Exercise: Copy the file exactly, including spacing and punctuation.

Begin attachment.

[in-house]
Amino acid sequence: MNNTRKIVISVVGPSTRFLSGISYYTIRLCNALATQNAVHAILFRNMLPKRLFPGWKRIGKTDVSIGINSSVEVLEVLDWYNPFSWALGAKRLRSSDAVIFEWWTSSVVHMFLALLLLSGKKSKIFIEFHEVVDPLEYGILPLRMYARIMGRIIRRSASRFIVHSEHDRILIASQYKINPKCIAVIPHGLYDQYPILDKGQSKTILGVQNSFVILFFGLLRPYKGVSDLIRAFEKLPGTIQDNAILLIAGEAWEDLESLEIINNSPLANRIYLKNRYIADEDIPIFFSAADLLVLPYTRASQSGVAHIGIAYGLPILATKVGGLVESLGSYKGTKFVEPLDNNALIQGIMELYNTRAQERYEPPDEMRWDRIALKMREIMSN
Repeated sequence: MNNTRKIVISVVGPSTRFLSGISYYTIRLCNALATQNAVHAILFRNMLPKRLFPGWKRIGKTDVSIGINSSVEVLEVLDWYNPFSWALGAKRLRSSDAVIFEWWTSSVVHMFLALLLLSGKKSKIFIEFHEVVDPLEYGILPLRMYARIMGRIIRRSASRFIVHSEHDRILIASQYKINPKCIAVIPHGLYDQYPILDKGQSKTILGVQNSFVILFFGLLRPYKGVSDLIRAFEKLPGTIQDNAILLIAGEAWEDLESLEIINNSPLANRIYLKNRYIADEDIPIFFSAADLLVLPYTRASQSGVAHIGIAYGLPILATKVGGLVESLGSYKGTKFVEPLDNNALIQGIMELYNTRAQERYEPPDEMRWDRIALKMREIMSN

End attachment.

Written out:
[in-house]
Amino acid sequence: MNNTRKIVISVVGPSTRFLSGISYYTIRLCNALATQNAVHAILFRNMLPKRLFPGWKRIGKTDVSIGINSSVEVLEVLDWYNPFSWALGAKRLRSSDAVIFEWWTSSVVHMFLALLLLSGKKSKIFIEFHEVVDPLEYGILPLRMYARIMGRIIRRSASRFIVHSEHDRILIASQYKINPKCIAVIPHGLYDQYPILDKGQSKTILGVQNSFVILFFGLLRPYKGVSDLIRAFEKLPGTIQDNAILLIAGEAWEDLESLEIINNSPLANRIYLKNRYIADEDIPIFFSAADLLVLPYTRASQSGVAHIGIAYGLPILATKVGGLVESLGSYKGTKFVEPLDNNALIQGIMELYNTRAQERYEPPDEMRWDRIALKMREIMSN
Repeated sequence: MNNTRKIVISVVGPSTRFLSGISYYTIRLCNALATQNAVHAILFRNMLPKRLFPGWKRIGKTDVSIGINSSVEVLEVLDWYNPFSWALGAKRLRSSDAVIFEWWTSSVVHMFLALLLLSGKKSKIFIEFHEVVDPLEYGILPLRMYARIMGRIIRRSASRFIVHSEHDRILIASQYKINPKCIAVIPHGLYDQYPILDKGQSKTILGVQNSFVILFFGLLRPYKGVSDLIRAFEKLPGTIQDNAILLIAGEAWEDLESLEIINNSPLANRIYLKNRYIADEDIPIFFSAADLLVLPYTRASQSGVAHIGIAYGLPILATKVGGLVESLGSYKGTKFVEPLDNNALIQGIMELYNTRAQERYEPPDEMRWDRIALKMREIMSN